The legal definition of statutory rape in Florida depends on the age of the people engaged in sexual activity. Generally, statutory rape involves an adult engaging in sexual activity with a minor. However, there are exceptions to that rule. Since the potential criminal penalties for statutory rape include many years in prison, registration as a sex offender, and other serious consequences, it’s essential to understand the law and how you can defend yourself with the help of a board certified Fort Lauderdale criminal defense lawyer.
What Statutory Rape Means in Florida
In Florida, you may be charged with statutory rape if you are:
- Over the age of 18 and engage in sexual activity with someone under the age of 16. People under the age of 16 cannot provide legal consent to sexual activity in Florida. However, this law has limited exceptions, which will be discussed below.
- Over the age of 24 and engage in sexual activity with a 16 or 17-year-old. 16 and 17-year-olds cannot provide legal consent to sexual activity with people who are 24 years old or older.
A conviction could change your life.
Florida Statutory Rape PenaltiesThe possible penalties for statutory rape can change your life. If you are convicted of statutory rape in Florida, you may face:
Prison TimePrison time may range from five years to life in prison. Specifically, you face:
- Life in prison if you are 18 or older and the alleged victim was under the age of 12
- 15 years in prison if you are 18 or older and the alleged victim was 12 – 15 years old
- Five years in prison if you are under 18 and the alleged victim was 12 – 16 years old
Sex Offender RegistryYou must register as a sex offender if you are convicted of statutory rape in Florida. The Sex Offender Registry is public and searchable by employers, landlords, interested neighbors, and others. Once you are on the registry, it is challenging to come off the registry. Failing to register according to the requirements of Florida law is a third-degree felony.
Other PenaltiesYou could also face additional criminal penalties from a statutory rape conviction, including:
- Fines of up to $10,000
- Community service
- Mandatory counseling
- House arrest
You must be convicted or agree to a plea agreement before any penalty is imposed.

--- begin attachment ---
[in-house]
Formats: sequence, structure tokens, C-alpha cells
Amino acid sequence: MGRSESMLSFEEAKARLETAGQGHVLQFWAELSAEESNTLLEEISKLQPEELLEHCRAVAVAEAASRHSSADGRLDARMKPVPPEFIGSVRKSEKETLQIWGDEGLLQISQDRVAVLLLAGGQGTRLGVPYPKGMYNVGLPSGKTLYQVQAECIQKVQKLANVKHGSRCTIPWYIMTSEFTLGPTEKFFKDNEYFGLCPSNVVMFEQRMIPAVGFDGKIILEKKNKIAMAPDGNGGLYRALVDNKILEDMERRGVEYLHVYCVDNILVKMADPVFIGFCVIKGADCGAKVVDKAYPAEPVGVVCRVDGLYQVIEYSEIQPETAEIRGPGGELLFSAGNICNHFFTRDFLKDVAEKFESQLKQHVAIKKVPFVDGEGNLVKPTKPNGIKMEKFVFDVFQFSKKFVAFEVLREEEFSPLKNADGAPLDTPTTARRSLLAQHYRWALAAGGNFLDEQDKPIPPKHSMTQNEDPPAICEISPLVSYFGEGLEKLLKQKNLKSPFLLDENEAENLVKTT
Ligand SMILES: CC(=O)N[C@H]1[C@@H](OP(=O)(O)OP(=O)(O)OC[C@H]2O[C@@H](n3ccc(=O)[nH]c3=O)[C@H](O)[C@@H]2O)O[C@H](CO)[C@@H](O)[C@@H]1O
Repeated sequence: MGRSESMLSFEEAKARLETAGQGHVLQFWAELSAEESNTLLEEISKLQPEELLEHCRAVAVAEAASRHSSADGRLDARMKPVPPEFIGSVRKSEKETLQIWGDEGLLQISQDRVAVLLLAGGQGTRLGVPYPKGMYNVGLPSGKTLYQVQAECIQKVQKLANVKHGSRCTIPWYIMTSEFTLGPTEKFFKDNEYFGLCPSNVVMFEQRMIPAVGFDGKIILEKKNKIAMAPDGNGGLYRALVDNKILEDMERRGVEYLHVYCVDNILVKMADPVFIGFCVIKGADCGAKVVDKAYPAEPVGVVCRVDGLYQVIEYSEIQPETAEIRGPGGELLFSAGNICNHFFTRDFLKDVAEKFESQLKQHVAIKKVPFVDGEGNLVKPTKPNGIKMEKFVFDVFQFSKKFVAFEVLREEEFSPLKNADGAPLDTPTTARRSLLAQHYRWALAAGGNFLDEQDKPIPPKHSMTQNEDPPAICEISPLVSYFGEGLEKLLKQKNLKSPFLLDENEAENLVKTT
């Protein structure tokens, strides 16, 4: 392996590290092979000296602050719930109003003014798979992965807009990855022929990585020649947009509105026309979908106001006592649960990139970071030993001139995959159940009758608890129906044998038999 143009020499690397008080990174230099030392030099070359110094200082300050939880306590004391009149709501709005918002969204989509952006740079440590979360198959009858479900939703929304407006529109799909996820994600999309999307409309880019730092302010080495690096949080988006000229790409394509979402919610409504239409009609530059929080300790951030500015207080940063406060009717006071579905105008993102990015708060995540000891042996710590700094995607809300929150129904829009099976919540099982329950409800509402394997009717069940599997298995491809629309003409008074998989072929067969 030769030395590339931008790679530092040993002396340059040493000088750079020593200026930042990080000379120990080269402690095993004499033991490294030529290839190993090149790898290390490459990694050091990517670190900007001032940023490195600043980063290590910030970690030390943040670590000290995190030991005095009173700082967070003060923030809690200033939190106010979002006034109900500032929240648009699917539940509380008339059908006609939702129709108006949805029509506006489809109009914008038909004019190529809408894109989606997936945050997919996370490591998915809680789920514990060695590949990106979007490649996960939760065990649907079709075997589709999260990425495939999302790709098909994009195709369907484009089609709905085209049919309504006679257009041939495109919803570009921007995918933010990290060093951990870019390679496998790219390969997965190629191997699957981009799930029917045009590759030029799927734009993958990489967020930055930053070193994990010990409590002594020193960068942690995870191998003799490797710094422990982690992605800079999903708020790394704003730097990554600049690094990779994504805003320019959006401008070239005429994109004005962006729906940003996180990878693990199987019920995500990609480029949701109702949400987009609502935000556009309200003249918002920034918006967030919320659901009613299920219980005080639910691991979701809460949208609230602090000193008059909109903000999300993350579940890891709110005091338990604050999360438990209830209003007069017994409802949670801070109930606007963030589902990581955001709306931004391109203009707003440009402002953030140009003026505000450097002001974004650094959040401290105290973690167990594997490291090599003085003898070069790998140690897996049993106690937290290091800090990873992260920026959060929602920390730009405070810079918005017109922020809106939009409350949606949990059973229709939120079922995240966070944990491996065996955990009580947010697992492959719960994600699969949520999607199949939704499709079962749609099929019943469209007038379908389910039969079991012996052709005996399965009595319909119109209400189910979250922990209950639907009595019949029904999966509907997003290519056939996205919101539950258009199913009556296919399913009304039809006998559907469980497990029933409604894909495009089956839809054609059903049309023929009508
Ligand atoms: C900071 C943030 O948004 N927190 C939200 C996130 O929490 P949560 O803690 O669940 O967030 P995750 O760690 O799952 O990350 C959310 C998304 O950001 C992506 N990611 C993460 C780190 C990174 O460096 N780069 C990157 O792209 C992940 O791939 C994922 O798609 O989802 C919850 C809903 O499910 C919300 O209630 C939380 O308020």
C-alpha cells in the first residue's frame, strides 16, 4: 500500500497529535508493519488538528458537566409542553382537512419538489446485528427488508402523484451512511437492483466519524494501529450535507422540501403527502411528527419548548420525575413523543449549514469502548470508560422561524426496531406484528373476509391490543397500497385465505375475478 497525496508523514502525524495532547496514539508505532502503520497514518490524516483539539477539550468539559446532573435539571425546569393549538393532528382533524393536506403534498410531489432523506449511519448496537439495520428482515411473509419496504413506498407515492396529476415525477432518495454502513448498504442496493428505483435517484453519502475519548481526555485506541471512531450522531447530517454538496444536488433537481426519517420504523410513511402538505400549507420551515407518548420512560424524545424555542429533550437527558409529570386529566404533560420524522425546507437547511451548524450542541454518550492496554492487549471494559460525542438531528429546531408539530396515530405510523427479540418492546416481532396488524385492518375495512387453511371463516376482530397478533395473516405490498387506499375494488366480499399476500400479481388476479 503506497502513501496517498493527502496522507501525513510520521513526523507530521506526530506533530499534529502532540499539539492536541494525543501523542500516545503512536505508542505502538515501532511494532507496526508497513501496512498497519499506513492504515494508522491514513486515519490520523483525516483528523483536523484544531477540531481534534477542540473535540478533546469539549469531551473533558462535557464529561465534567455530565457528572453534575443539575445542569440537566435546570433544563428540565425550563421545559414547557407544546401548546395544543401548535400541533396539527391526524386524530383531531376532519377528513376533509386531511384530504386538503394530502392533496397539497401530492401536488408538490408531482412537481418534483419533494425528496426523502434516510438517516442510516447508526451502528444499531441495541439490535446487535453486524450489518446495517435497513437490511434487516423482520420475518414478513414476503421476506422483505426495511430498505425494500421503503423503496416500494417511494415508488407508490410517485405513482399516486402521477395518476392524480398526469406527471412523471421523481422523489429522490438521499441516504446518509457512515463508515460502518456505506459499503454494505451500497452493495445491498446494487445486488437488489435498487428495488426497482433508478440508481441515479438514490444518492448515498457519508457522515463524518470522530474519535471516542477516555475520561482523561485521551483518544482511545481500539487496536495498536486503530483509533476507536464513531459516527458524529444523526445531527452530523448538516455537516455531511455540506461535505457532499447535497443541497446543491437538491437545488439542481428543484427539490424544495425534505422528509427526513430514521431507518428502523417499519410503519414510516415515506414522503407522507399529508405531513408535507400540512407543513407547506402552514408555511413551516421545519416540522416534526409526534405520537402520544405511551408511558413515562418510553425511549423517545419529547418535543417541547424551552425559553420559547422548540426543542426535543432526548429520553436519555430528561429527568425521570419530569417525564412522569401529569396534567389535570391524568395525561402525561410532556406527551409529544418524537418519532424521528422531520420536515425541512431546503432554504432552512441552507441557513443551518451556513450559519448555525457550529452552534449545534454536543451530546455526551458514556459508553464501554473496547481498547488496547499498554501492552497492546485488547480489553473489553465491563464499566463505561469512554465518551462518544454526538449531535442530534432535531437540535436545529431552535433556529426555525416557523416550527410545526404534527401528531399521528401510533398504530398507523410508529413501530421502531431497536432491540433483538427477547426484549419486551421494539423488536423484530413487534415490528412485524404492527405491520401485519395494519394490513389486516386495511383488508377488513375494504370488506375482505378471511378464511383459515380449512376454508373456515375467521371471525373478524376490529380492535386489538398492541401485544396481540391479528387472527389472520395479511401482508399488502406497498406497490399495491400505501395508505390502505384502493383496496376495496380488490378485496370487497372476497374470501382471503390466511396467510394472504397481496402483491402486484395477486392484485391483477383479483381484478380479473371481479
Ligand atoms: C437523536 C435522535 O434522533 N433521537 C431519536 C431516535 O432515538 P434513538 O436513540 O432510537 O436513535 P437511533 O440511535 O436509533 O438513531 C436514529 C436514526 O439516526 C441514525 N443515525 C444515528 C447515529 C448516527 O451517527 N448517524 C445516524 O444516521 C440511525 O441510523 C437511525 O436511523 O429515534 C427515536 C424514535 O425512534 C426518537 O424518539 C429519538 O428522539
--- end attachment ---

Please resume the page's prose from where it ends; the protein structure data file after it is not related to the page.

Potential Defenses in Florida Statutory Rape CasesIgnorance of the alleged victim’s age is not a defense to statutory rape in Florida. Similarly, the consent of an underage person is not a defense to statutory rape in most cases. However, there are possible defenses that your Florida sex crimes defense lawyer will consider if you’re charged with statutory rape.
The Romeo and Juliet Defense
The Romeo and Juliet defense can be used in a statutory rape case if the individuals involved are close in age and engaged in a consensual relationship.
The defense hinges on the principle that prosecuting young individuals who are only a few years apart in age for consensual sexual activity undermines the intent of age of consent laws, which primarily seek to protect minors from exploitation and non-consensual sexual activity.
For the Romeo and Juliet defense to be effective, certain conditions must be met:
- The alleged victim must be between 14 and 17 years old
- You must be no more than four years older than the alleged victim
- The sexual activity must have been consensual
The Romeo and Juliet defense does not make the sexual activity legal. You could still face a criminal conviction and sentence. However, it would keep you off of the Sex Offender Registry and prevent you from the lifelong consequences of being labeled as a sex offender.
You may be able to defend yourself against statutory rape charges by:
- Explaining why the prosecution has not proved its case against you
- Disputing evidence
- Raising a statute of limitations defense
An experienced sex crimes defense lawyer will consider every aspect of your case and explain your legal options to you.